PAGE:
Coastal’s head of community housing had an idea to help our community housing officers (CHOs) with arrears and came to me to help find that solution. We had some demos of current systems and we visited a few other HAs, yet we didn’t find anything that suited how we wanted to work. We sat down and asked, “What would ‘good’ look like?” and Coastal Housing’s payment plan project was born.
Our head of community housing said, “We want the CHOs to have meaningful conversations with residents in a timely manner, not having to check accounts, and the system would allow us to direct our efforts to where they can be most useful in adding value to both residents and the organisation. We don’t want a system that would just generate a rent arrears letter.”
A payment plan for all
We decided that every single resident would have a payment plan, regardless of whether they were in arrears or not, paid by direct debit or not, or if they were or weren’t in receipt of housing benefit or universal credit.
We wanted to see if anything changed in how and what was paid, such as: do they usually pay by cash but this week it was a card; do they usually pay on the 5th of the month but they’d paid on the 12th this month; or do they usually pay £100 per week but this week they’ve paid £600? These are important questions. These help us speak to residents as soon as something is different; it means we can help or point them in the direction of specialised help as early as possible. It could be that they were visiting relatives and weren’t in the area so they paid late (that’s fine, we don’t mind) but perhaps if it was because they needed to borrow money to pay the rent and other bills then we need to work with them to put them into a better financial position.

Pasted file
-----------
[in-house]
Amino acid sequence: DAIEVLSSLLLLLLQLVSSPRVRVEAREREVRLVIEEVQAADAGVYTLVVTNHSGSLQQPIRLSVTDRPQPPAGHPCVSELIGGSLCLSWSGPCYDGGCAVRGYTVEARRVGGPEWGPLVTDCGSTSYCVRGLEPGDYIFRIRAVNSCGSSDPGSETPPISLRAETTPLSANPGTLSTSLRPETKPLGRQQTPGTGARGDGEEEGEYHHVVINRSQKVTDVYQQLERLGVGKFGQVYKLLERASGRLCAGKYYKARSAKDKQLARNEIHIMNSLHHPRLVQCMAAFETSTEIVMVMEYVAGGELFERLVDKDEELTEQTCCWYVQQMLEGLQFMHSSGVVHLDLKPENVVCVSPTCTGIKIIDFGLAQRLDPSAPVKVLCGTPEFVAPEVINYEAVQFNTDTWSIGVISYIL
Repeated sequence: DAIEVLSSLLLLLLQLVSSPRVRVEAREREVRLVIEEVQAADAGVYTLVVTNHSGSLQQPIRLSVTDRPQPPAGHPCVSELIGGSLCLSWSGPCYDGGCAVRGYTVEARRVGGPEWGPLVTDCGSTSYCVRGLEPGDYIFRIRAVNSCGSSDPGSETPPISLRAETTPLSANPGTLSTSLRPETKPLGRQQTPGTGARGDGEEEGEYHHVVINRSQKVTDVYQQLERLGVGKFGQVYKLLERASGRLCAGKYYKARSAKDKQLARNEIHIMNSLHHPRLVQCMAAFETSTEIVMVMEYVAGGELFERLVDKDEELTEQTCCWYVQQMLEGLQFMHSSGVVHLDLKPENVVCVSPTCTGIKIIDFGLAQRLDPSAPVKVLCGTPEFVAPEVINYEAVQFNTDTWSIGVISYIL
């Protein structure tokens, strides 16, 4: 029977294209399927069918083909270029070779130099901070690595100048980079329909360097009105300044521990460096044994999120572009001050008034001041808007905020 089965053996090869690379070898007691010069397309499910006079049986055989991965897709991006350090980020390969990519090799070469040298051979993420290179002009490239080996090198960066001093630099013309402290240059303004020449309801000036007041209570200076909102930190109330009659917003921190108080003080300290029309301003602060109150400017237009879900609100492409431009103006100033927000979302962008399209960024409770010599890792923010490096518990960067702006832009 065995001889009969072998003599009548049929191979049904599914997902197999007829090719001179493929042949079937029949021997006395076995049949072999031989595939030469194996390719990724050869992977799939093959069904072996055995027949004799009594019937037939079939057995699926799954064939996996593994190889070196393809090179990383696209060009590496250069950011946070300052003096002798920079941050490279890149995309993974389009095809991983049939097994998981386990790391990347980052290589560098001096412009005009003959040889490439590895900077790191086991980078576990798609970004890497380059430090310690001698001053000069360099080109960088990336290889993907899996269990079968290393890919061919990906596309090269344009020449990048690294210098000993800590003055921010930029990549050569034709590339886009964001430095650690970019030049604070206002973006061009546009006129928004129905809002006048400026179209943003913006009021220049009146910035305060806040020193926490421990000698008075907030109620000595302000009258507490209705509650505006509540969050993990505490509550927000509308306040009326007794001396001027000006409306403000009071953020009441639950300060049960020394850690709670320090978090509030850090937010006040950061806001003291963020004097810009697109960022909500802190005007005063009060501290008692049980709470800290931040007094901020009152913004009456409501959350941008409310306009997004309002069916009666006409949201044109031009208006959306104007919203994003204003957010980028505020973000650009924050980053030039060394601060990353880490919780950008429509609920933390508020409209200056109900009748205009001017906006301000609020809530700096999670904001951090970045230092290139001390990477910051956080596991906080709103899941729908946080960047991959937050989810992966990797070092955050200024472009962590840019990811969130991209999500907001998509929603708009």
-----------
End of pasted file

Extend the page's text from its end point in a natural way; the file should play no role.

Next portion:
I worked on this project with our community housing manager, Nicky Fisher. We’ve worked on this project for so long that we’ve both had two promotions in the time it’s taken us to get here! He started in our rents team so he was a perfect fit for this project; he scoped how we wanted the plans and analysis to work, then he tested, tested and tested. Even though he had come from the rents team, we still wanted to check in with them during monthly meetings, particularly because we knew a lot had changed with the move from direct payments of housing benefit to universal credit.
Three simple questions
The CHOs at Coastal are generic; they can spend their days on anything from community events and ASB cases to arrears and lettings, and everything else in between. Giving them a tool that would help them manage their arrears more easily would give them more time to concentrate on value-adding work; there would be no more need for them to trawl through lists of over 300 properties to see who had paid and who hadn’t paid. We therefore asked the CHOs to contact each of their residents who weren’t on full housing benefit or direct debit to ask them the same three questions:
- When do they want to pay their rent?
- How do they want to pay their rent?
- How much do they want to pay?
Their answers to these simple questions allowed us to create the payment schedule from which to run our analysis.